VIa – ENCINITAS PATCH
Protecting our Surfing Heritage Through World Surfing Reserves
Katie Westfall of the Save the Waves Coalition talks about how these reserves are helping to protect globally iconic surf spots; Santa Cruz will be dedicated as a reserve April 28.
One of the most innovative tools for the conservation of surf spots has been the development of Surfing Reserves. Pioneered by Brad Farmer in Australia, the Davenport-based Save the Waves Coalition has taken the lead on organizing the development of a global network of World Surfing Reserves. Full disclosure: I am a member of the World Surfing Reserve Vision Council.
Here is a Q&A with Katie Westfall, Save the Waves’ Environmental and Program Director.
Santa Cruz is one of the world’s richest surf zones and most surf-stoked city with a long surfing history and a rich surf culture. It merits World Surfing Reserve status. Credit Serge Dedina
Serge Dedina: Why do surfing areas need to be designated as Surfing Reserves?
Katie Westfall: Natural surf breaks are important public recreational resources. Unspoiled surf spots are unique and rare and important for their ecosystem services, recreational, aesthetic, educational and economic values. On a global scale, surf breaks have been destroyed by coastal development and threatened by water quality issues or closure of beach access. In California alone, several surf spots have been destroyed along the coastline, including Killer Dana and Corona del Mar in Orange County and Stanley’s in Ventura County. Through World Surfing Reserves (WSR), we are proactively working to prevent this from happening to the most amazing surfing areas on the globe.
Dedina: What does World Surfing Reserve status mean?
Westfall: Designation as a World Surfing Reserve means that an area has been formally recognized by a worldwide group of experts, the World Surfing Reserve Vision Council, as a globally significant surfing ecosystem. Once approved, the local community makes a long-term commitment to protect the area’s coastal and marine resources and creates a Local Stewardship Plan that outlines exactly how this commitment will be carried out. World Surfing Reserves staff in turn helps to build the capacity of the local community in threat response, stewardship and community outreach and education, which are the three elements that form the fabric of managing a World Surfing Reserve.
Dedina: Where did the concept of surfing reserves come from?
Westfall: Surfing reserves can be traced back to the 1973 when the Victorian government in Australia officially established the first reserve at Bells Beach. National Surfing Reserves Australia (NSR) was formed in 2005, which was a pioneering program that created a blueprint for surfing reserves in Australia.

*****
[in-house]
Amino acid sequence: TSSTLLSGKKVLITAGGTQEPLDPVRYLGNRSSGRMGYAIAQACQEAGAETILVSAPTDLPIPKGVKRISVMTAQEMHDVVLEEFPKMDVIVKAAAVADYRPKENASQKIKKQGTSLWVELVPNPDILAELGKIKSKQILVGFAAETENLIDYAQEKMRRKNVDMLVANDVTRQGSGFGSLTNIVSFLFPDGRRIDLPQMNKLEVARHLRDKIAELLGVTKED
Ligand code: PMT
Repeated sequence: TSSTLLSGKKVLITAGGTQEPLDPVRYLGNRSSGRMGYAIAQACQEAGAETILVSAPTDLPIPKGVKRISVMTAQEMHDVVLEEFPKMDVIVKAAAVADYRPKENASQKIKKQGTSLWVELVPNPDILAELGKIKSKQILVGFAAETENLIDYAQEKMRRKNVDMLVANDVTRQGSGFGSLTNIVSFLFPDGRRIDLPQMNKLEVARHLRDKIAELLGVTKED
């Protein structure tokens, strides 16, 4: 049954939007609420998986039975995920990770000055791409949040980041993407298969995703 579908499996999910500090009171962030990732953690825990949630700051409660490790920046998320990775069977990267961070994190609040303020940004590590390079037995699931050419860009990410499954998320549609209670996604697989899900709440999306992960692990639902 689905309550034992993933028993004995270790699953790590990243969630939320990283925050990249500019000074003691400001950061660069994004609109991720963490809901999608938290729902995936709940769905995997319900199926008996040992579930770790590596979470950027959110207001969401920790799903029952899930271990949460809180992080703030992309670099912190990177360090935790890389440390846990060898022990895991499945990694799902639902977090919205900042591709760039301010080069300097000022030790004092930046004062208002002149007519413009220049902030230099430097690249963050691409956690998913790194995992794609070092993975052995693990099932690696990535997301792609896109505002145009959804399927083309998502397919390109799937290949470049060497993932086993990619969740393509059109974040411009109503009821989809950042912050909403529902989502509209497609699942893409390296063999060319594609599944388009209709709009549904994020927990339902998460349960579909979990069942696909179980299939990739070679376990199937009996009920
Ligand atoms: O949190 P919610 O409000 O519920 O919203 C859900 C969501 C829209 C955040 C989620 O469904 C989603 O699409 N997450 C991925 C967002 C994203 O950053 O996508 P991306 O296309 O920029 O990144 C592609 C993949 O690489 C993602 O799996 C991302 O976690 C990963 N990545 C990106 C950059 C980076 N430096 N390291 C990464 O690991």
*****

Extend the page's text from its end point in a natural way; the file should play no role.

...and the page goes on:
In 2009, Save The Waves Coalition partnered with NSR Australia and the International Surfing Association (ISA) to launch World Surfing Reserves, with the goal of adding layers of protection to world’s most iconic surf breaks and educating people about the tremendous value of these special places.
Dedina: Are there more than one type of surfing reserve?
Westfall: Reserves can either designate an individual “wave break,” which includes just one surf spot, or can designate a “surf zone,” which includes multiple waves along the coast. The two types of reserves are essentially managed in the same way.
Dedina: What surf spots globally and in California are now World Surfing Reserves?
Westfall: Currently, three World Surfing Reserves have been officially dedicated, including Malibu in California, Ericeira in Portugal and Manly Beach in Australia. Santa Cruz has been approved and will be dedicated as a World Surfing Reserve on April 28th. The official dedication ceremony for Santa Cruz will include an evening fundraiser on Friday, April 27th as well as the official dedication on April 28th, with a paddle out at the Pleasure Point at 10 a.m. and a ceremony at Steamer Lane at 1 p.m. The general public is invited to attend all the events of the dedication ceremony. For more information about the event, people can visit the WSR website.
Dedina: What is the process for evaluating and then designating a World Surfing Reserve?
Westfall: Communities interested in designating their local break or breaks as a World Surfing Reserve will first submit a brief Letter of Inquiry (LOI) to World Surfing Reserves. If the LOI meets the minimum criteria, then communities are invited to submit a full application to World Surfing Reserves. The WSR Vision Council, which is a global group of leaders from the surfing, environmental, scientific, media and business communities, then votes on whether or not the application is approved. The application is evaluated by four criteria: 1) quality and consistency of the wave or surf zone; 2) unique environmental characteristics of the area; 3) surf and ocean culture and history of the area; and 4) local community support.
Dedina: Is the key criteria having a local stakeholder/stewardship group?
Westfall: Local community support for establishing a World Surfing Reserve is one of the main criteria for approval. Applicants must show broad support from local businesses, community groups, nonprofits, governmental agencies, etc. Once a World Surfing Reserve has been approved, a Local Stewardship Council, a group of seven members from the local community, is created and oversees the management of the reserve. It is very much a grassroots effort dependent on support at the local level.
Dedina: Some have criticized World Surfing Reserves as having little teeth to prevent threats. Are there concrete examples of WSR status helping to reduce a threat or enhancing a surf spot’s conservation status?
Westfall: We see the WSR designation as a starting point…
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